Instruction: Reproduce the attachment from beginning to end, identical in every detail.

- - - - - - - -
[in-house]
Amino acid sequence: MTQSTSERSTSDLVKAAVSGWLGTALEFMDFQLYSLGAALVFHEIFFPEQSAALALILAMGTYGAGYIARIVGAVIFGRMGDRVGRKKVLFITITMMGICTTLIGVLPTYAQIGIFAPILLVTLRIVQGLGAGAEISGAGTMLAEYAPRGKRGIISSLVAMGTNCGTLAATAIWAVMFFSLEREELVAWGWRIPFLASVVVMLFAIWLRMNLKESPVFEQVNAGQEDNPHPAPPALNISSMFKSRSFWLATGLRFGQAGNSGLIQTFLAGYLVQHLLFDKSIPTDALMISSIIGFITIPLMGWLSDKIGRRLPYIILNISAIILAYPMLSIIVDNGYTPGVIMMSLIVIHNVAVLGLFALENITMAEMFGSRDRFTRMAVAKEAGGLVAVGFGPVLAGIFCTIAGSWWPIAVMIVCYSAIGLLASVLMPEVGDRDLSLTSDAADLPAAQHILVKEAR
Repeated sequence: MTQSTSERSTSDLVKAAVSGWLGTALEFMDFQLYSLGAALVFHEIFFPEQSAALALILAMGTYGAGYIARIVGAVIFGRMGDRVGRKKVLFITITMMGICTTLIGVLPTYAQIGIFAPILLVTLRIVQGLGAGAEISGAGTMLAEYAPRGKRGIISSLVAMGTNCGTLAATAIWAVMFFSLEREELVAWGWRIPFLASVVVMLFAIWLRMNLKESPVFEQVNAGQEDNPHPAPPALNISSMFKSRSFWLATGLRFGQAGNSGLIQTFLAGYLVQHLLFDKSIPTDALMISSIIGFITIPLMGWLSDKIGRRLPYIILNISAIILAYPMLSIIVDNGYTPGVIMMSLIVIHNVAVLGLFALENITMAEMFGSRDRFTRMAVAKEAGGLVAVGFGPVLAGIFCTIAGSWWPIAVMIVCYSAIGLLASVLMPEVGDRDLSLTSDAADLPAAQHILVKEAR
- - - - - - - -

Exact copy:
[in-house]
Amino acid sequence: MTQSTSERSTSDLVKAAVSGWLGTALEFMDFQLYSLGAALVFHEIFFPEQSAALALILAMGTYGAGYIARIVGAVIFGRMGDRVGRKKVLFITITMMGICTTLIGVLPTYAQIGIFAPILLVTLRIVQGLGAGAEISGAGTMLAEYAPRGKRGIISSLVAMGTNCGTLAATAIWAVMFFSLEREELVAWGWRIPFLASVVVMLFAIWLRMNLKESPVFEQVNAGQEDNPHPAPPALNISSMFKSRSFWLATGLRFGQAGNSGLIQTFLAGYLVQHLLFDKSIPTDALMISSIIGFITIPLMGWLSDKIGRRLPYIILNISAIILAYPMLSIIVDNGYTPGVIMMSLIVIHNVAVLGLFALENITMAEMFGSRDRFTRMAVAKEAGGLVAVGFGPVLAGIFCTIAGSWWPIAVMIVCYSAIGLLASVLMPEVGDRDLSLTSDAADLPAAQHILVKEAR
Repeated sequence: MTQSTSERSTSDLVKAAVSGWLGTALEFMDFQLYSLGAALVFHEIFFPEQSAALALILAMGTYGAGYIARIVGAVIFGRMGDRVGRKKVLFITITMMGICTTLIGVLPTYAQIGIFAPILLVTLRIVQGLGAGAEISGAGTMLAEYAPRGKRGIISSLVAMGTNCGTLAATAIWAVMFFSLEREELVAWGWRIPFLASVVVMLFAIWLRMNLKESPVFEQVNAGQEDNPHPAPPALNISSMFKSRSFWLATGLRFGQAGNSGLIQTFLAGYLVQHLLFDKSIPTDALMISSIIGFITIPLMGWLSDKIGRRLPYIILNISAIILAYPMLSIIVDNGYTPGVIMMSLIVIHNVAVLGLFALENITMAEMFGSRDRFTRMAVAKEAGGLVAVGFGPVLAGIFCTIAGSWWPIAVMIVCYSAIGLLASVLMPEVGDRDLSLTSDAADLPAAQHILVKEAR